October 3, 2002 – Flaming the Mist: CCVD Nanopowder Production
Igniting an aerosol spray is something you should never try to do-unless you intend to produce and collect nanopowders.
It’s called combustion chemical vapor deposition (CCVD), a technique originally invented to deposit thin films on substrates. MicroCoating Technologies, Inc. (MCT, Atlanta, GA), uses the same basic technology to create a variety of metal and ceramic nanopowders for applications including catalysts, chemical-mechanical polishing, and pigments.
In 1999, BMDO funded MCT with an SBIR Phase I contract to prove that CCVD could be used successfully to make nanopowders with desired size and morphology. Subsequently, BMDO awarded a Phase II follow-on contract to MCT to optimize the pro-cess, to develop an efficient collection system, and to scale up an affordable method of production. Early collection efforts yielded up to 20 percent nanopowders with desired properties and MCT claims its yield now approaches 80 percent in research quantities. It hopes to have a process in place within six months to produce kilograms per hour.
The key to MCT’s success is a patented nebulizer called the Nanomiser(r) device. A precursor solution consisting of materials dissolved in organic solvents is pumped to the Nanomiser device which atomizes the solution into submicron-size droplets. The droplets are carried by convection to a flame where they are vaporized and combusted. The resulting vapor cools and forms particles. By adjusting process parameters, chemists can vary the quality and quantity of nanopowders produced. For example, cerium oxide nanopowder intended for chemical polishing and electrolyte applications can be made in particle size ranges between 6 and 30 nm.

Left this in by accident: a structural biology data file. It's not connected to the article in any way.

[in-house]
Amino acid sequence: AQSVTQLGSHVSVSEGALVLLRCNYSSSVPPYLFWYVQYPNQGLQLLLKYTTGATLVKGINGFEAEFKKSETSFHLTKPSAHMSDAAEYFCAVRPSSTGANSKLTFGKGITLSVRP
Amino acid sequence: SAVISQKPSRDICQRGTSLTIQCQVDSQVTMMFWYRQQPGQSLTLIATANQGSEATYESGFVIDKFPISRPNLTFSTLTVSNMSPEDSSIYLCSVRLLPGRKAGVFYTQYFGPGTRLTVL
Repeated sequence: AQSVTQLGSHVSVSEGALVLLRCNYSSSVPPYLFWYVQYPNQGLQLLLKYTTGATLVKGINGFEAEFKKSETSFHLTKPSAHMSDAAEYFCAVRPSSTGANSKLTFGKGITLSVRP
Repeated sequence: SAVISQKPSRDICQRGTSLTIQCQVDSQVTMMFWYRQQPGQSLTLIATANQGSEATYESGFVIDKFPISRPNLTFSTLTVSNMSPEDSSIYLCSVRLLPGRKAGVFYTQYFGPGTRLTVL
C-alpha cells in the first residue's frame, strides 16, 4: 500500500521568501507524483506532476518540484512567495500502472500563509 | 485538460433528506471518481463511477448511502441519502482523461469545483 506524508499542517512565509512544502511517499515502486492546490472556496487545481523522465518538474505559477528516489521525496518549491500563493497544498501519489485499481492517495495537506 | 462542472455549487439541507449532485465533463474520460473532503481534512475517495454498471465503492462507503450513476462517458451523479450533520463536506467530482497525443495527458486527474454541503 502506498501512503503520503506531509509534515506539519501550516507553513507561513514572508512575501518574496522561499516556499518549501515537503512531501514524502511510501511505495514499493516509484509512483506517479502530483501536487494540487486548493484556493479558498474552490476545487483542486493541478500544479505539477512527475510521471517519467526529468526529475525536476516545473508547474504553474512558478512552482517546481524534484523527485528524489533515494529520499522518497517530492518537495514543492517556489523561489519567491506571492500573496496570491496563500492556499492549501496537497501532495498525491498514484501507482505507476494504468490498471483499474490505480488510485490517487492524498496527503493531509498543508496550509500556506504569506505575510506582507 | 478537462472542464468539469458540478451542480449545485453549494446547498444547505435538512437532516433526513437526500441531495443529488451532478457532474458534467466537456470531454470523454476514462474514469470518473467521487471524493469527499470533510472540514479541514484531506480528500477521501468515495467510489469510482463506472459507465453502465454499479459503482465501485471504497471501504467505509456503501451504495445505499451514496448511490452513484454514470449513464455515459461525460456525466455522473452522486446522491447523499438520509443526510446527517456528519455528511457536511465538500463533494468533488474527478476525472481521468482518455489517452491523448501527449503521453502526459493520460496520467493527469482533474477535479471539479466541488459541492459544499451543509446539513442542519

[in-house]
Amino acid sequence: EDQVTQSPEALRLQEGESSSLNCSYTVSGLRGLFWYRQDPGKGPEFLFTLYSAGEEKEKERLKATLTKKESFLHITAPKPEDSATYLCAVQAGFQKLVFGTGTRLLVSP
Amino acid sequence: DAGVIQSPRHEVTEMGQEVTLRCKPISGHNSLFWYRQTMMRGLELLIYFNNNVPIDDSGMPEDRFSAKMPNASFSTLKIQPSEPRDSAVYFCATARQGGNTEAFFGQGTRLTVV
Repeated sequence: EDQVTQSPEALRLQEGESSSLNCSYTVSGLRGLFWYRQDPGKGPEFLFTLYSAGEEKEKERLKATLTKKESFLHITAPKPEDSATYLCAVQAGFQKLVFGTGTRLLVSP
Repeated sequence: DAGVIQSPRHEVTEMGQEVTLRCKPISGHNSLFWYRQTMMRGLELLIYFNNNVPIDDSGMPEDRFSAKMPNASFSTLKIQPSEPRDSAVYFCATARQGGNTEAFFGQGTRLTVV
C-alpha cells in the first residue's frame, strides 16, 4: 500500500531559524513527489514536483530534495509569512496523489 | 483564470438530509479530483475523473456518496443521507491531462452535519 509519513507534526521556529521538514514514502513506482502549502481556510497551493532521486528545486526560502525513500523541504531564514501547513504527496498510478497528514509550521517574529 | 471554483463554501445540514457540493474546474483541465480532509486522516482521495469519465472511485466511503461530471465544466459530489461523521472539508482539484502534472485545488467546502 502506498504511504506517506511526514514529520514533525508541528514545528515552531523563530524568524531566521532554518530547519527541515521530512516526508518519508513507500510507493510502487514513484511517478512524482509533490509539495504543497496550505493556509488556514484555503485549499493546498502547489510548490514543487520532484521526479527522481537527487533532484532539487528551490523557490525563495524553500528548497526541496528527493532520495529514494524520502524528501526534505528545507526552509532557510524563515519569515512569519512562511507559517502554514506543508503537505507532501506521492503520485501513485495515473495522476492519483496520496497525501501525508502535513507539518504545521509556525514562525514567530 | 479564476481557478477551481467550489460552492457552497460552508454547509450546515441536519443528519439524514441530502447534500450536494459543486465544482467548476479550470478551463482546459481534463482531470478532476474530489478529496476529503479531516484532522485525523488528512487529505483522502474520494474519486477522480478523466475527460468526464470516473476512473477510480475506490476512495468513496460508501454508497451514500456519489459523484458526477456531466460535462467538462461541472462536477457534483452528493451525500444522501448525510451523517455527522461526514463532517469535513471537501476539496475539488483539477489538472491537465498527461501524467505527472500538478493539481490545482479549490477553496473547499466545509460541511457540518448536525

This approach has potential advantages including ease of synthesis of complex oxides, high purity, good particle size control, high yield and low-cost production. MCT capitalizes on these benefits by targeting applications such as catalysts, chemical mechanical polishing, and solid oxide fuel cells.
MCT intends to pursue one of three strategies as the nanopowder market matures. The first would be to license its technology for a specific field of use and sell the Nanomiser device to the customer. The second is to manufacture and sell nano-powders. The third would be to find a potential partner for a joint-venture arrangement. The company invites inquiries from interested parties who would like to know more about the Nanomiser device and its products, or about possibilities for licensing or partnership.